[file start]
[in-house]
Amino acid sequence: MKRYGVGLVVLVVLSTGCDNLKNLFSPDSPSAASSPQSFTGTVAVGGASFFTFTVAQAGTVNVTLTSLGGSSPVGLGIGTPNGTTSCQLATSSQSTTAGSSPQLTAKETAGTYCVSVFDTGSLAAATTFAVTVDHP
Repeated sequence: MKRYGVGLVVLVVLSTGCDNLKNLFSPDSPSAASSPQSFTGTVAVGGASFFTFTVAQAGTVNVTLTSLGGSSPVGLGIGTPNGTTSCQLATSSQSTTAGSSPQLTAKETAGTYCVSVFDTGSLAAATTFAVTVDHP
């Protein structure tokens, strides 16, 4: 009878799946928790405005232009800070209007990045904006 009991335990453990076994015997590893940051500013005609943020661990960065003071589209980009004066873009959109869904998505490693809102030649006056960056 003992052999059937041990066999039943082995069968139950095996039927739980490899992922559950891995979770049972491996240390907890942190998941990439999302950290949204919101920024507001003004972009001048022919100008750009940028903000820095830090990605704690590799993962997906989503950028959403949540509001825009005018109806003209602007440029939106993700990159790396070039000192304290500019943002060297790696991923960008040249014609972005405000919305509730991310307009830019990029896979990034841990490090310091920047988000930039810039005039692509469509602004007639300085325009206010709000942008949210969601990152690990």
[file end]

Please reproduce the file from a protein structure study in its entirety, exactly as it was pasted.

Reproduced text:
[in-house]
Amino acid sequence: MKRYGVGLVVLVVLSTGCDNLKNLFSPDSPSAASSPQSFTGTVAVGGASFFTFTVAQAGTVNVTLTSLGGSSPVGLGIGTPNGTTSCQLATSSQSTTAGSSPQLTAKETAGTYCVSVFDTGSLAAATTFAVTVDHP
Repeated sequence: MKRYGVGLVVLVVLSTGCDNLKNLFSPDSPSAASSPQSFTGTVAVGGASFFTFTVAQAGTVNVTLTSLGGSSPVGLGIGTPNGTTSCQLATSSQSTTAGSSPQLTAKETAGTYCVSVFDTGSLAAATTFAVTVDHP
């Protein structure tokens, strides 16, 4: 009878799946928790405005232009800070209007990045904006 009991335990453990076994015997590893940051500013005609943020661990960065003071589209980009004066873009959109869904998505490693809102030649006056960056 003992052999059937041990066999039943082995069968139950095996039927739980490899992922559950891995979770049972491996240390907890942190998941990439999302950290949204919101920024507001003004972009001048022919100008750009940028903000820095830090990605704690590799993962997906989503950028959403949540509001825009005018109806003209602007440029939106993700990159790396070039000192304290500019943002060297790696991923960008040249014609972005405000919305509730991310307009830019990029896979990034841990490090310091920047988000930039810039005039692509469509602004007639300085325009206010709000942008949210969601990152690990």